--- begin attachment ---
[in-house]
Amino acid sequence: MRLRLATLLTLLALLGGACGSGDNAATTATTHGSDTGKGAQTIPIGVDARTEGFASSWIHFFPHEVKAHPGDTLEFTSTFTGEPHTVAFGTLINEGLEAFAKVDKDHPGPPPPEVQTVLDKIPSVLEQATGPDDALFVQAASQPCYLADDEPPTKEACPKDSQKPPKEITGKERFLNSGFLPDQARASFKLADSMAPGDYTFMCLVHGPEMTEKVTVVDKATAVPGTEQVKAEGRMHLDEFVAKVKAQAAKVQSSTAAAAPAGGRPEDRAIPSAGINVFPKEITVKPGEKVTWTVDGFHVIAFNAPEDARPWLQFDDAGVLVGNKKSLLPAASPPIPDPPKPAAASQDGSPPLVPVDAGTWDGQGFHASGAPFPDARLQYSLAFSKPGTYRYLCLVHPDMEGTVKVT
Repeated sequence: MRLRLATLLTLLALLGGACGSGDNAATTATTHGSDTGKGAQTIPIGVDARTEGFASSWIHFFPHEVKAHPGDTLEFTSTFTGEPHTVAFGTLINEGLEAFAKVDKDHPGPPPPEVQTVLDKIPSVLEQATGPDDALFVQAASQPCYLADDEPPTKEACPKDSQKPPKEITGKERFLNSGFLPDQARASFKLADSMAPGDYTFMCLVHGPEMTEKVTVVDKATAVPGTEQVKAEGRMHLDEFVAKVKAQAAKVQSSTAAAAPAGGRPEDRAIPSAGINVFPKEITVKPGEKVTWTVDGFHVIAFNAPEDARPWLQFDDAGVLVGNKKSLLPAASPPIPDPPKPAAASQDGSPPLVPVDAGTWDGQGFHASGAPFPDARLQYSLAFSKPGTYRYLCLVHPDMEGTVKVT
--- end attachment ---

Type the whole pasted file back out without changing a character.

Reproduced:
[in-house]
Amino acid sequence: MRLRLATLLTLLALLGGACGSGDNAATTATTHGSDTGKGAQTIPIGVDARTEGFASSWIHFFPHEVKAHPGDTLEFTSTFTGEPHTVAFGTLINEGLEAFAKVDKDHPGPPPPEVQTVLDKIPSVLEQATGPDDALFVQAASQPCYLADDEPPTKEACPKDSQKPPKEITGKERFLNSGFLPDQARASFKLADSMAPGDYTFMCLVHGPEMTEKVTVVDKATAVPGTEQVKAEGRMHLDEFVAKVKAQAAKVQSSTAAAAPAGGRPEDRAIPSAGINVFPKEITVKPGEKVTWTVDGFHVIAFNAPEDARPWLQFDDAGVLVGNKKSLLPAASPPIPDPPKPAAASQDGSPPLVPVDAGTWDGQGFHASGAPFPDARLQYSLAFSKPGTYRYLCLVHPDMEGTVKVT
Repeated sequence: MRLRLATLLTLLALLGGACGSGDNAATTATTHGSDTGKGAQTIPIGVDARTEGFASSWIHFFPHEVKAHPGDTLEFTSTFTGEPHTVAFGTLINEGLEAFAKVDKDHPGPPPPEVQTVLDKIPSVLEQATGPDDALFVQAASQPCYLADDEPPTKEACPKDSQKPPKEITGKERFLNSGFLPDQARASFKLADSMAPGDYTFMCLVHGPEMTEKVTVVDKATAVPGTEQVKAEGRMHLDEFVAKVKAQAAKVQSSTAAAAPAGGRPEDRAIPSAGINVFPKEITVKPGEKVTWTVDGFHVIAFNAPEDARPWLQFDDAGVLVGNKKSLLPAASPPIPDPPKPAAASQDGSPPLVPVDAGTWDGQGFHASGAPFPDARLQYSLAFSKPGTYRYLCLVHPDMEGTVKVT